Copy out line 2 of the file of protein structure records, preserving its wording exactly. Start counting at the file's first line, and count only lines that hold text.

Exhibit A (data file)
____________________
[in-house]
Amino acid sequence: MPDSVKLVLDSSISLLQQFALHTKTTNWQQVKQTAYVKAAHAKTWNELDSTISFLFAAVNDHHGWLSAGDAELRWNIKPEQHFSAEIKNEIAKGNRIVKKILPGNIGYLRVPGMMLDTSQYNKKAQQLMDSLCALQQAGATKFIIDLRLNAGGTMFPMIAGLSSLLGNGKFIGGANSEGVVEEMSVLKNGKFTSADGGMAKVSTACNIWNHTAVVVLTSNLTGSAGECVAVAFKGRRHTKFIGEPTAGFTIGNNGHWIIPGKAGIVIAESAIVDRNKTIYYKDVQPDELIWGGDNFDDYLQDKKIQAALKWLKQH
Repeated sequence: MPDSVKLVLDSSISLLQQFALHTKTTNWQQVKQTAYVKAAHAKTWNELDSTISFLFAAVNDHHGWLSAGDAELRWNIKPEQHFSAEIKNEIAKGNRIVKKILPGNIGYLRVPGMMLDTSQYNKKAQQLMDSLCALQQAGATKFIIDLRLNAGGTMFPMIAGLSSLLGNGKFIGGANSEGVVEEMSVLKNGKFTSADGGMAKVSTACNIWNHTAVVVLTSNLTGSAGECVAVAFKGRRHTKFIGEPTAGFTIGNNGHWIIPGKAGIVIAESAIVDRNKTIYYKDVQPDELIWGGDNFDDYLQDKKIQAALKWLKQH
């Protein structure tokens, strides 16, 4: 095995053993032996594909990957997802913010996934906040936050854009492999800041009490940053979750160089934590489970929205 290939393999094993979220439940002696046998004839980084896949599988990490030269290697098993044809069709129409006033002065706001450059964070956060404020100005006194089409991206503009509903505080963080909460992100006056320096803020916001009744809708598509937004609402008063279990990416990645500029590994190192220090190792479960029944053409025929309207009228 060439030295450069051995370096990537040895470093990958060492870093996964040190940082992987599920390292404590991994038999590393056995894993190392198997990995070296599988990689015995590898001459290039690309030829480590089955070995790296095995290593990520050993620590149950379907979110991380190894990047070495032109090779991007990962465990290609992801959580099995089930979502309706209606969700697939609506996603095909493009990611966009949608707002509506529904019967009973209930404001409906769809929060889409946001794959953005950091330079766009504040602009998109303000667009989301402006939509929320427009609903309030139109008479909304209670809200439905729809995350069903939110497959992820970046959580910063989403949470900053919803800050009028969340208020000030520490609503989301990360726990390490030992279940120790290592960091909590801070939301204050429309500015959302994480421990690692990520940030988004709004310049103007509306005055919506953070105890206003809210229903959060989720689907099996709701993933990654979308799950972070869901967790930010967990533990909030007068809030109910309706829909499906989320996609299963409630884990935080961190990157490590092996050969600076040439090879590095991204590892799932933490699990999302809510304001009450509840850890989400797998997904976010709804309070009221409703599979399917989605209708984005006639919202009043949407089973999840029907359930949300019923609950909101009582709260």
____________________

Amino acid sequence: MPDSVKLVLDSSISLLQQFALHTKTTNWQQVKQTAYVKAAHAKTWNELDSTISFLFAAVNDHHGWLSAGDAELRWNIKPEQHFSAEIKNEIAKGNRIVKKILPGNIGYLRVPGMMLDTSQYNKKAQQLMDSLCALQQAGATKFIIDLRLNAGGTMFPMIAGLSSLLGNGKFIGGANSEGVVEEMSVLKNGKFTSADGGMAKVSTACNIWNHTAVVVLTSNLTGSAGECVAVAFKGRRHTKFIGEPTAGFTIGNNGHWIIPGKAGIVIAESAIVDRNKTIYYKDVQPDELIWGGDNFDDYLQDKKIQAALKWLKQH